Agency officials, attorneys and compliance professionals recently gathered to discuss the latest trends and developments in anti-corruption compliance at the American Conference Institute’s annual U.S. Foreign Corrupt Practices Act (FCPA) conference. The Securities and Exchange Commission (SEC) and Department of Justice (DOJ) provided insight into ways organizations can enhance their compliance efforts.
On December 3, 2014, the Office of Federal Contract Compliance Programs (OFCCP) announced its Final Rule implementing Executive Order (EO) 13672 prohibiting federal government contractors and subcontractors from discriminating on the basis of sexual orientation or gender identity. Although originally intended to be issued without notice and comment, on December 8, 2014, the agency published a notice in the Federal Register seeking comments on the new regulations for a 60-day period. It is unclear what impact such comments will have on the Final Rule, however, since the agency only opened up the rule to comments in response to congressional criticism of the agency’s rulemaking process.
The Department of Justice (DOJ) obtained a record $5.69 billion from civil cases involving fraud and false claims against the government in the fiscal year ending September 30. This marks the first year the DOJ recovered more than $5 billion under the False Claims Act (FCA) and brings the total amount recovered since 2009 to $22.75 billion, representing more than half of all recoveries under the FCA in the past 28 years.
Last week, the Federal Bureau of Investigation (FBI) warned U.S. businesses to be alert for a malicious software bug capable of erasing hard drives and crashing networks. Although not specifically mentioned, cybersecurity experts say the alert appears to describe the malware used to shut down the worldwide computer systems of a major U.S. entertainment company earlier this month.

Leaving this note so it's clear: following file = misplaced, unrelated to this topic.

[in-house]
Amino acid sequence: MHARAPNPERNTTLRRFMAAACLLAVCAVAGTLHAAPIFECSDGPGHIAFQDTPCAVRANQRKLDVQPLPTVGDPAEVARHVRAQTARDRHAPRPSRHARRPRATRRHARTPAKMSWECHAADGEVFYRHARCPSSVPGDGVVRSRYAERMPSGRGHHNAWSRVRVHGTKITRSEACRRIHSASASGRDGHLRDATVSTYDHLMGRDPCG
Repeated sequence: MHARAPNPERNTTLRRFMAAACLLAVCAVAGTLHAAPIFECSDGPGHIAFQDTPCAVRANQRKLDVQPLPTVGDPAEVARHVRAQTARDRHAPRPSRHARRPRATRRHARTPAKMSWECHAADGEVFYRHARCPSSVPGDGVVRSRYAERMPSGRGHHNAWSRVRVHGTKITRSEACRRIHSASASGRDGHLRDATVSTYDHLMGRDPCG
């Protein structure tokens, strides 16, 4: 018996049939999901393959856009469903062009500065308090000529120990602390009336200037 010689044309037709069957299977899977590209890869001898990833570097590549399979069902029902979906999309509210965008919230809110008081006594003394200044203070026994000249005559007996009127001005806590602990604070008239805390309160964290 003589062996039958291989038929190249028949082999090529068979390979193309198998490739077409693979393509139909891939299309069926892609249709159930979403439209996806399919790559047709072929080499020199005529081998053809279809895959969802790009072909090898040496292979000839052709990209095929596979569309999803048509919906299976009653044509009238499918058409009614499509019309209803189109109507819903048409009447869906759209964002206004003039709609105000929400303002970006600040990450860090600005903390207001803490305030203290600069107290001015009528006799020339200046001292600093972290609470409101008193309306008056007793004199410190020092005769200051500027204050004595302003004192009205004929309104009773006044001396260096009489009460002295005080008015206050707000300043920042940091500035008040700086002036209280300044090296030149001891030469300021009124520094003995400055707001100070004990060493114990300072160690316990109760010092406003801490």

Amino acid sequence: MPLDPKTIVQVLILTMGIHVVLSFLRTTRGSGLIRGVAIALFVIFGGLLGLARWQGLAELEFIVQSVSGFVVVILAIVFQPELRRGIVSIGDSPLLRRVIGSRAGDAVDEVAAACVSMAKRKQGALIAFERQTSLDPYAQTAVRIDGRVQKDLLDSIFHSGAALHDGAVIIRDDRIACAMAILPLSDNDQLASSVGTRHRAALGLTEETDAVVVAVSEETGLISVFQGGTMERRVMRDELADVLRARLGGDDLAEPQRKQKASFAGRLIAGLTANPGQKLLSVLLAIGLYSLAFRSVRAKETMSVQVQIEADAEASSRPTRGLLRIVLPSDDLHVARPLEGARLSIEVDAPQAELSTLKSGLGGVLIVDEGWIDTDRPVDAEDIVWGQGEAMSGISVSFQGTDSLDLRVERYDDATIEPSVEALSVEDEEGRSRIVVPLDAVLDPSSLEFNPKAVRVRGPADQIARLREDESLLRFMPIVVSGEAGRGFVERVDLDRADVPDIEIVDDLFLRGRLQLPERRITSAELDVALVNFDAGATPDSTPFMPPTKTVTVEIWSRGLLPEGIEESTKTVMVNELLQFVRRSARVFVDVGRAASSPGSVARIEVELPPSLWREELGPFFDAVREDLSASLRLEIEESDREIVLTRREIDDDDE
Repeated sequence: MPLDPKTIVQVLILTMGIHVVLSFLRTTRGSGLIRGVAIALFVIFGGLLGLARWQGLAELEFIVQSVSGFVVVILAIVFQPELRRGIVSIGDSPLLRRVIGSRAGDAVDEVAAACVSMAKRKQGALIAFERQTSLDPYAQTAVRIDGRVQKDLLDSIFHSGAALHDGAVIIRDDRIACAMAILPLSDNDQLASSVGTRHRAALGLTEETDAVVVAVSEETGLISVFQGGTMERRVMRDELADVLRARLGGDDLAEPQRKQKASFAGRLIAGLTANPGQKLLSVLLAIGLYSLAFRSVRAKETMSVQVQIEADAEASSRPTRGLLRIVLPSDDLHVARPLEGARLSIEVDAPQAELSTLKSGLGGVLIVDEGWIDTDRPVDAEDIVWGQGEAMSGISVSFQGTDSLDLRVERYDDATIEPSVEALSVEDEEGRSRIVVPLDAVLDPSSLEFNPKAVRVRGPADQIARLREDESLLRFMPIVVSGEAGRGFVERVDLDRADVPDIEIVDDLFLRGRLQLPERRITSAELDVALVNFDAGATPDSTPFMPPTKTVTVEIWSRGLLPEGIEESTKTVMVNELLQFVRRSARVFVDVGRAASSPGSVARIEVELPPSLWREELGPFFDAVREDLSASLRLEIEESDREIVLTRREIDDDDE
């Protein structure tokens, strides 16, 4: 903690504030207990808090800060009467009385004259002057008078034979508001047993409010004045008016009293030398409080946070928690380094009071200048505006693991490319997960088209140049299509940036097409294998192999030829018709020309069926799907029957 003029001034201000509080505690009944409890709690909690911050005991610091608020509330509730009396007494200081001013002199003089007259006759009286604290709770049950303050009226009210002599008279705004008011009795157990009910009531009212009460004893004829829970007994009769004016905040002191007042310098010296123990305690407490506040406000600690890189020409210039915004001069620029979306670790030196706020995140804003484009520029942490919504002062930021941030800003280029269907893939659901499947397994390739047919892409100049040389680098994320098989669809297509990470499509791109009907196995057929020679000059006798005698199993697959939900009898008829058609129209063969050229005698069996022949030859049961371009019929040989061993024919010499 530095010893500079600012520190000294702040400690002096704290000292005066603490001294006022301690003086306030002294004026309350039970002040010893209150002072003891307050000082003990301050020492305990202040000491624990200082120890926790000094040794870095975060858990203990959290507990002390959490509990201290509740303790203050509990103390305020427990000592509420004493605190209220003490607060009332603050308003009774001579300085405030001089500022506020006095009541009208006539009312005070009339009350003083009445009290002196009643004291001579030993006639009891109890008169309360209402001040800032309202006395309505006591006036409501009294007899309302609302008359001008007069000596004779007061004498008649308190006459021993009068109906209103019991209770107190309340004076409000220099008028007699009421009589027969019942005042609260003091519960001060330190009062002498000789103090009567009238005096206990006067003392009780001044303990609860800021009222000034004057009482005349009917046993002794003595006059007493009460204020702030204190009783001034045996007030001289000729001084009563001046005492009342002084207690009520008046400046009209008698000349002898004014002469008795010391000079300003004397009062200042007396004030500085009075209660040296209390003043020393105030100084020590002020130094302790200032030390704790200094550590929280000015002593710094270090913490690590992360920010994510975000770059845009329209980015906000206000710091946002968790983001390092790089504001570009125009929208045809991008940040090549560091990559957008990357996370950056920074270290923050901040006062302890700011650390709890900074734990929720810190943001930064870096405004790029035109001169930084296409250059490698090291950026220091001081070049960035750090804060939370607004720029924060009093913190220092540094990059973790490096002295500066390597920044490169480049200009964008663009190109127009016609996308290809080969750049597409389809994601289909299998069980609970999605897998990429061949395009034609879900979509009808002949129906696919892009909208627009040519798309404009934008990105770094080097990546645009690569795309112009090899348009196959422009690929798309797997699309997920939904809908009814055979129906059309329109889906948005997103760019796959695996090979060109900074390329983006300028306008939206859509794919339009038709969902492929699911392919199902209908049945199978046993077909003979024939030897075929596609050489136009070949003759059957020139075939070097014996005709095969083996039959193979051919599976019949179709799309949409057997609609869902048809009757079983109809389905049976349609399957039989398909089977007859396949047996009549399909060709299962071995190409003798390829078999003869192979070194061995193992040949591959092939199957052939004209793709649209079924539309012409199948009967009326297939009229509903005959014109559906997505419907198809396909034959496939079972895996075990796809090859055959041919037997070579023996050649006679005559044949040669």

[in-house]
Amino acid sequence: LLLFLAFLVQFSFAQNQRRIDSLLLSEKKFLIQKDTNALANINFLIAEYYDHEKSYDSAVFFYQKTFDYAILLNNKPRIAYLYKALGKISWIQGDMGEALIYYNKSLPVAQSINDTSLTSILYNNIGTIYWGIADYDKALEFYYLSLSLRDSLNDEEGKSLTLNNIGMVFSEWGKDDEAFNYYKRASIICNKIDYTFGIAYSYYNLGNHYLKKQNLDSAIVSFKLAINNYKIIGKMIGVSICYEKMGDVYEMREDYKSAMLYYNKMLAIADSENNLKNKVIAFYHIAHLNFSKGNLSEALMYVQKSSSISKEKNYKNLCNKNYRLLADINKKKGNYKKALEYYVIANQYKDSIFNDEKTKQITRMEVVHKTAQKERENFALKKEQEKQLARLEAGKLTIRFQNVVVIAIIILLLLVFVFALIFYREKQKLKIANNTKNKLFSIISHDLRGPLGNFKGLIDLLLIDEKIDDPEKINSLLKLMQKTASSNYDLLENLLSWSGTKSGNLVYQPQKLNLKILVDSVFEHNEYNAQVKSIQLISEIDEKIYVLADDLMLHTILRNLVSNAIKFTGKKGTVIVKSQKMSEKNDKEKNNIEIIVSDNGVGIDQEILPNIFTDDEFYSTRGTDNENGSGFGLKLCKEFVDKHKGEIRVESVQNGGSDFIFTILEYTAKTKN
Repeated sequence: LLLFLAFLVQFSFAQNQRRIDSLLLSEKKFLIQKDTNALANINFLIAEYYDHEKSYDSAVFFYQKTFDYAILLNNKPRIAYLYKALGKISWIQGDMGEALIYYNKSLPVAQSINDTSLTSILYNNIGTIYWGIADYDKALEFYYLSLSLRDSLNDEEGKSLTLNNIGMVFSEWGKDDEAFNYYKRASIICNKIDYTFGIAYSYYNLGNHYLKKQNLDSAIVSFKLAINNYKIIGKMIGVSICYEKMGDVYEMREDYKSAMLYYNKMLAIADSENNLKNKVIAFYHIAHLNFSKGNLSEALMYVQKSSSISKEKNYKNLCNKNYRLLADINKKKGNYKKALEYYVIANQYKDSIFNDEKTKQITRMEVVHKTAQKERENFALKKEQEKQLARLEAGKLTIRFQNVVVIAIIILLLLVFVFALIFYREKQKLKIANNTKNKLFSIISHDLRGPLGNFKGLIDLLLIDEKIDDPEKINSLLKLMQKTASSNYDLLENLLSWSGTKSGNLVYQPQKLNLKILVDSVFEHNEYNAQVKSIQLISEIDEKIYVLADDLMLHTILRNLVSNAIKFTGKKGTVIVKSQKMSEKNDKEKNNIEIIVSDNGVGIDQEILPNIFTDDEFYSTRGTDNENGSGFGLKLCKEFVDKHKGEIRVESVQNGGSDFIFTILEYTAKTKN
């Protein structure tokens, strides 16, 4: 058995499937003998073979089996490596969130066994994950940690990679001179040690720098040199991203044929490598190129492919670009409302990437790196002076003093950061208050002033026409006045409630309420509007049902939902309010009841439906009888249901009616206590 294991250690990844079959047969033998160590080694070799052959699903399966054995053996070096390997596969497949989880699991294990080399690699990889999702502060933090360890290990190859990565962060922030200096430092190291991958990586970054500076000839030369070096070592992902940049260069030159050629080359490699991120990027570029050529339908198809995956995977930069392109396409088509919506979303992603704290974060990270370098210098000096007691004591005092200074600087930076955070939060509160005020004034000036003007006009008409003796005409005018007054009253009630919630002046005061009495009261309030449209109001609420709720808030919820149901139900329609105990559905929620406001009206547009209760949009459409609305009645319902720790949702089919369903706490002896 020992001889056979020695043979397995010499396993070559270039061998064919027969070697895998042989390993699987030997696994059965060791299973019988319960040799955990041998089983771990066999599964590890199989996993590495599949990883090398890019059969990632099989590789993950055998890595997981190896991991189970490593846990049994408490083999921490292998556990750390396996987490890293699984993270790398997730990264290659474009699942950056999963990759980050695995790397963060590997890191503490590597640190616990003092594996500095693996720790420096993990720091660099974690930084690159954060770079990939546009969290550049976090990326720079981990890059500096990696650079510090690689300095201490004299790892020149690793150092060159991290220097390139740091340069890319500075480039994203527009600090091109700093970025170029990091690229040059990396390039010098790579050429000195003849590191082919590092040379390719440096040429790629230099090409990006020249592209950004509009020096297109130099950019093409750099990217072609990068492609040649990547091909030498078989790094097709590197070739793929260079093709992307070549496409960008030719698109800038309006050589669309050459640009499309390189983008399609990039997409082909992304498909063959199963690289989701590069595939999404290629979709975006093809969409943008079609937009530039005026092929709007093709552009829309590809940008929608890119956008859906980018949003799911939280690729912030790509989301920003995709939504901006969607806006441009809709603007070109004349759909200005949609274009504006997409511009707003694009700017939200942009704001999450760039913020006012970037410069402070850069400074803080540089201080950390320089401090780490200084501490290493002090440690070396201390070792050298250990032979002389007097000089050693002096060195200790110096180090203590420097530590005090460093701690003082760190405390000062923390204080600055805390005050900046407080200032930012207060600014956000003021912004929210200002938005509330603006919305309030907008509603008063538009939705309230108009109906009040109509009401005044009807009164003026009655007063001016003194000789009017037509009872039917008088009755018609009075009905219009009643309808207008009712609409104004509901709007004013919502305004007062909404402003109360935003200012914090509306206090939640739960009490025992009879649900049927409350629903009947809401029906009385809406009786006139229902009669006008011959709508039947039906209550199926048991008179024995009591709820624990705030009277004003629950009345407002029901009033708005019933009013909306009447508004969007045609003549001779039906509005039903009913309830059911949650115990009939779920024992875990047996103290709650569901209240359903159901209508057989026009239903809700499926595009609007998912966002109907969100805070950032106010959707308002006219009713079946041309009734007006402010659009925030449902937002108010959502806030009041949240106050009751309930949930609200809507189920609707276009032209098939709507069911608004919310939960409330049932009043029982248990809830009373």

Despite concerns regarding data security issues and potential compliance burdens, the Department of Labor’s Office of Federal Contract Compliance Programs (OFCCP) recently notified more than 2,500 entities of upcoming audits that will be subject to new data reporting requirements.
According to the annual report issued by the Securities and Exchange Commission (SEC), fiscal year 2014 was a "historic" one for the whistleblower program initiated pursuant to the 2010 Dodd-Frank Wall Street reform law. In addition to the largest number of tips ever received — more than 3,600 — both the number and amounts of whistleblower awards also broke records.
According to a recent report issued by the Organisation for Economic Co-operation and Development (OECD), international efforts to tackle bribery have increased dramatically since the implementation of the Convention on Combating Bribery of Foreign Public Officials in International Business Transactions (OECD Anti-Bribery Convention) in 1997. The OECD's report on its analysis of more than 400 cases in 41 countries highlights these efforts with insights into how, where and to whom bribes are being paid and how such crimes are being sanctioned.
Information sharing allows for better insight into existing threats and vulnerabilities and alerts organizations to the existence of important data that can help prevent cyberattacks and mitigate the effects of ongoing attacks. Yet, concerns about civil liability or the use of such information by government regulators often prevents organizations from sharing data when an attack occurs. As data breaches grow more common and cybercriminals become more sophisticated, however, many organizations are putting aside such concerns and collaborating with others to develop methods that allow them to safely share information and use it against cybercriminals.
In a clear example of what not to do under the Americans with Disabilities Act (ADA), a simple and avoidable mistake turned into almost $1 million in liability for an employer accused of firing an employee for sleeping on the job. A federal jury recently awarded $921,657 to a former police officer, who previously was diagnosed with sleep apnea, after his city employer fired him for insubordination, unprofessional behavior and other non-discriminatory reasons. Unfortunately, the city also cited the officer's disability as one of the reasons for his termination.
The recent arrest of a New York restaurant owner for failing to pay her employees minimum wage and overtime pay highlights the aggressive efforts currently used to enforce employment laws like the Fair Labor Standards Act (FLSA). Both state and federal regulators have been increasingly willing to add jail time for employers who seek to cut costs by avoiding overtime requirements or misclassifying employees.